The rock city of Petra
The rock city of Petra is the flagship of Jordan and is even one of the seven wonders of the modern world. What many don’t know: The city covers a huge area. Within two days I walked almost 50 km. (Scroll all the way down for my video series)
Protected by the 1.5 km Siq
If anyone has heard of Jordan, it is mostly in connection with the rock city of Petra – the ancient capital of the Nabataeans. From about 300 BC the city was inhabited and was finally abandoned about 600 AD. A large part of the city was carved directly from the rock face and is still preserved today. The city of Wadi Musa is located directly next to Petra and contains everything necessary like hotels, supermarkets and restaurants. By bus it is roughly 3.5 hours from Amman (JETT-Bus 10 JD, November 2017). The bus stops right next to the Visitor Center, so you can start right away. The entrance fee to Petra was included in my Jordan Pass.
About halfway between Petra Visitor Centre and the entrance to the Siq, look out for three enormous, squat monuments, known as Djinn Blocks or God Blocks. Standing guard beside the path, they take their name from the Arabic word for spirit, the source of the English word ‘genie’. Other than the fact they were built by Nabataeans in the 1st century AD, little is known about their why or wherefore.
But wait, the access to the actual terrain leads through the Siq (en: gorge), which is about 1.5 kilometers long. One walks along the former water pipe of the Nabataeans, which was probably made of terracotta pieces and plastered with well… plaster ;-). A very advanced technique for the time.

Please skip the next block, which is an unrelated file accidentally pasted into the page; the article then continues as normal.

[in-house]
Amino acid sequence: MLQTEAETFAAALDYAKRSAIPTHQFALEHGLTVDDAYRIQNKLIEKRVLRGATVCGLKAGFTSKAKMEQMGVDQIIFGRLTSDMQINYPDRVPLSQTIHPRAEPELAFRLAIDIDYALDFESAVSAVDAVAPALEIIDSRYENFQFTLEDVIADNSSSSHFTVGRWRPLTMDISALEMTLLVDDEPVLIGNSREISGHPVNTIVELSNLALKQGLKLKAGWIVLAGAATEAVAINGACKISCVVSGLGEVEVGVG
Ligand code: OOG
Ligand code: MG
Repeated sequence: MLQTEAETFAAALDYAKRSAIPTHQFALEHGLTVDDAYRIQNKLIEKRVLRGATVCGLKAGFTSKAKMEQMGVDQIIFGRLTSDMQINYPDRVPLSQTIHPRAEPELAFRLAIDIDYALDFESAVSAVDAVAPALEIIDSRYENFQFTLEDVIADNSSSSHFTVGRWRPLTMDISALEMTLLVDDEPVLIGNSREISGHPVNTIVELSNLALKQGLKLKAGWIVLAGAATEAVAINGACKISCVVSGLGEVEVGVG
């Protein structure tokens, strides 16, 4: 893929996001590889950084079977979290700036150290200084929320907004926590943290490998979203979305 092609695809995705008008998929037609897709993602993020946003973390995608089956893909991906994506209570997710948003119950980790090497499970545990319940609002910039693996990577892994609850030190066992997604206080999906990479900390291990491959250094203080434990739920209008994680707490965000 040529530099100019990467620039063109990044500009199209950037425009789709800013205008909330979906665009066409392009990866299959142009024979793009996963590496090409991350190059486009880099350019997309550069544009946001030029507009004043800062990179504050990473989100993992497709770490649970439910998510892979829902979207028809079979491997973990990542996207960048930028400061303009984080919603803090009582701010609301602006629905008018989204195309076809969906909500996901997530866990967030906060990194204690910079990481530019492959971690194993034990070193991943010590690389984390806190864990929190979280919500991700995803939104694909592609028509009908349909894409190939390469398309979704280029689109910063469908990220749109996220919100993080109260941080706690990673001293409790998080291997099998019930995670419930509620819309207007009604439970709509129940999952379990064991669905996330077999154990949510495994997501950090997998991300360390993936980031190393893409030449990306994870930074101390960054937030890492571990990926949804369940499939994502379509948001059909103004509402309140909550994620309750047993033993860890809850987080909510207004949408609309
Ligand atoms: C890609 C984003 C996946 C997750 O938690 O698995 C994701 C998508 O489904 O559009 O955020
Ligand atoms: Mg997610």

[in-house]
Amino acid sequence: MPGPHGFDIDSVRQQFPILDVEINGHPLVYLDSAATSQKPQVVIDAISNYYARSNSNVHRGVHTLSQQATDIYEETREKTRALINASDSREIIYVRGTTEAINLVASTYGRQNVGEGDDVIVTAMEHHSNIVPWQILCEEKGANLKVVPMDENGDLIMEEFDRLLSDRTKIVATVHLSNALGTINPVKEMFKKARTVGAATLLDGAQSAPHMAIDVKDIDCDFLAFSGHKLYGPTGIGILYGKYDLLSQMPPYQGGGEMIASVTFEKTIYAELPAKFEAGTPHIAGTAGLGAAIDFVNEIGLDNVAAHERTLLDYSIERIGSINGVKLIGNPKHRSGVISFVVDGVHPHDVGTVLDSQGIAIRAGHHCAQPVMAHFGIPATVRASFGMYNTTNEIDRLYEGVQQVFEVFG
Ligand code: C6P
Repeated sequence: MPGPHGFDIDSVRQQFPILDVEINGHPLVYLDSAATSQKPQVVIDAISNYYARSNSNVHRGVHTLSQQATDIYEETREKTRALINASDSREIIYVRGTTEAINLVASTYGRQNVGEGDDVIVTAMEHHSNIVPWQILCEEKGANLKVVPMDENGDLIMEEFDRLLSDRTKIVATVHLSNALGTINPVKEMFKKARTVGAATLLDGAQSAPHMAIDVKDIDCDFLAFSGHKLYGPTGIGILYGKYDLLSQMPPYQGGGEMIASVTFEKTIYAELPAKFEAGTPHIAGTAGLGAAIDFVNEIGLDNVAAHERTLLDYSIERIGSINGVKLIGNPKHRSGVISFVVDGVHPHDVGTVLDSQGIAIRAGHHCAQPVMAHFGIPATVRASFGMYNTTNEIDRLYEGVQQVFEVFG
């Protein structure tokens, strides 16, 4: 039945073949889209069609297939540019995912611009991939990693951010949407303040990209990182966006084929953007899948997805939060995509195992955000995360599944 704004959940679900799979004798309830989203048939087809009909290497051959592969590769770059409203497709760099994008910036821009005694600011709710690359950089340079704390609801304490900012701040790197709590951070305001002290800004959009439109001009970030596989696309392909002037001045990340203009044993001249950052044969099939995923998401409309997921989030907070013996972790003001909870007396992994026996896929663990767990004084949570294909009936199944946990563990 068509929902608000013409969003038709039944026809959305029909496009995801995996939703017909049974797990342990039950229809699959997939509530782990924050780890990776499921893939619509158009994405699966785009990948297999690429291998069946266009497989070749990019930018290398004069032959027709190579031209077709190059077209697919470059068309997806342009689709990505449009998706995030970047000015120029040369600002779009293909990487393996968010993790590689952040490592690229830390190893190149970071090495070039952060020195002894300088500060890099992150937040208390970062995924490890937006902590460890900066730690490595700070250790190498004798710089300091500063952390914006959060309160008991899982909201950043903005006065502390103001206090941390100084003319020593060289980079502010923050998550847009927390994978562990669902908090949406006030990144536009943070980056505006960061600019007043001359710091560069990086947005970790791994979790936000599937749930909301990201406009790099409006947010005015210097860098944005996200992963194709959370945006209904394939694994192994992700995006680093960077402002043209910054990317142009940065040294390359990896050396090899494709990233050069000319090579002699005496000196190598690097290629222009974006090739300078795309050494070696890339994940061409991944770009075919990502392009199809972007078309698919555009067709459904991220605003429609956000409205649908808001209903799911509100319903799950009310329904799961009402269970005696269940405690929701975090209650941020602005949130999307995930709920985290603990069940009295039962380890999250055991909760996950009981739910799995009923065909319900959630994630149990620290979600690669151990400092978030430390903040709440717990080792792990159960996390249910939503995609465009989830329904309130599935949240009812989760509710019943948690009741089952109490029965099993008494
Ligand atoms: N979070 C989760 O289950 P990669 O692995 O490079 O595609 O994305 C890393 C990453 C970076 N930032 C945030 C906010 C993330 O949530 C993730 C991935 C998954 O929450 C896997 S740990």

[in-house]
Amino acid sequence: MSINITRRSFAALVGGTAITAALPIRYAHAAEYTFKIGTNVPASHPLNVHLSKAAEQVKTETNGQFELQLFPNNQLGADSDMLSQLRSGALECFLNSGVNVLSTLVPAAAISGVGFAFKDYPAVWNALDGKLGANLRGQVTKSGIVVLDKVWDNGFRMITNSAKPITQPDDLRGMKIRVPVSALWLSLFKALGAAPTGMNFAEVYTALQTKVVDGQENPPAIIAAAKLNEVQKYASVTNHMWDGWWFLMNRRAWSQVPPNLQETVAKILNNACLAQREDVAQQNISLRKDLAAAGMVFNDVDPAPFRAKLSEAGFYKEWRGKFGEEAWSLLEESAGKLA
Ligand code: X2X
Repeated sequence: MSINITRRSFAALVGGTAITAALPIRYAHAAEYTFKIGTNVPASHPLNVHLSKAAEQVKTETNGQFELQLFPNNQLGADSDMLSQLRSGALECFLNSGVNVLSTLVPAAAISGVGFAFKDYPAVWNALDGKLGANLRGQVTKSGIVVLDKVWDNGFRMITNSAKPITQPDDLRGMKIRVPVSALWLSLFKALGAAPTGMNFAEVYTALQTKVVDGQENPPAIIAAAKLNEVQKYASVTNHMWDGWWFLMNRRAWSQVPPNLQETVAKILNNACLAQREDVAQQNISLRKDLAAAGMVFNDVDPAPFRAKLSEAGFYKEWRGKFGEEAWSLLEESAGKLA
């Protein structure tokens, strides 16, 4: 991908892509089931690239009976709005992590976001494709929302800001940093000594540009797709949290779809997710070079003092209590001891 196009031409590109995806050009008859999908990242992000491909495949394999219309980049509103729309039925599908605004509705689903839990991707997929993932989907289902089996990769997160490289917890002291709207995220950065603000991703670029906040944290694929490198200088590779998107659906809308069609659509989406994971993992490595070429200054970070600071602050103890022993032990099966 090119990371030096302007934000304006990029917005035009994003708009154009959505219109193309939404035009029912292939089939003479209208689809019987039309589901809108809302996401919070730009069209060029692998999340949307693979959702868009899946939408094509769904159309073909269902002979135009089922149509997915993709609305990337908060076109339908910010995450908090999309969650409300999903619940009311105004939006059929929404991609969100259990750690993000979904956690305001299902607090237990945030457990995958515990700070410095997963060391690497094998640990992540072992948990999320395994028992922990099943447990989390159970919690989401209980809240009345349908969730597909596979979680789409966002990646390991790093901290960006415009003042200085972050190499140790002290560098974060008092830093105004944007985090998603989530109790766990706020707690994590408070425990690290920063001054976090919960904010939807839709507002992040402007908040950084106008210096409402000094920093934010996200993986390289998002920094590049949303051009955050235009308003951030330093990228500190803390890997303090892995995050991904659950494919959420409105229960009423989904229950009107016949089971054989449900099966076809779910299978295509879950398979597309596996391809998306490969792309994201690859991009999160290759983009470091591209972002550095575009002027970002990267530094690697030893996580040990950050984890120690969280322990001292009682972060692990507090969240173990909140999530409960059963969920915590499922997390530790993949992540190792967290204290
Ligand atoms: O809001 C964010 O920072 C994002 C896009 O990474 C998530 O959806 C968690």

The Siq itself is very worth seeing and consists partly of different rock types, which make it a very beautiful gorge. Theoretically there is the possibility to be “driven” by carriage or donkey. Personally I found this completely unnecessary, because it was not exhausting, if you wear proper shoes. Moreover, the carriages are really annoying, because the Siq is only three meters wide in some places, not to mention the poor animals that are driven by whips.
Khazne Faraun: treasure chamber or burial chamber?
The Siq ends directly in front of one of the highlights of Petra and surely the most famous building: the treasury Khazne Faraun. But the name is deceptive, because in reality it most likely is a grave. On the pictures it is hard to grasp that Khazne Faraun is over 40 meters high. The stone is very well preserved, so that even decorations are recognizable. Unfortunately, it is not possible to enter Khazne Faraun, but you can get close and see that the rock inside consists of many different layers. Since almost all pictures from Petra are depicting Khazne Faraun, many believe it would be the only building, but stop: There is still a lot to see.
The Non-Roman Roman Theater?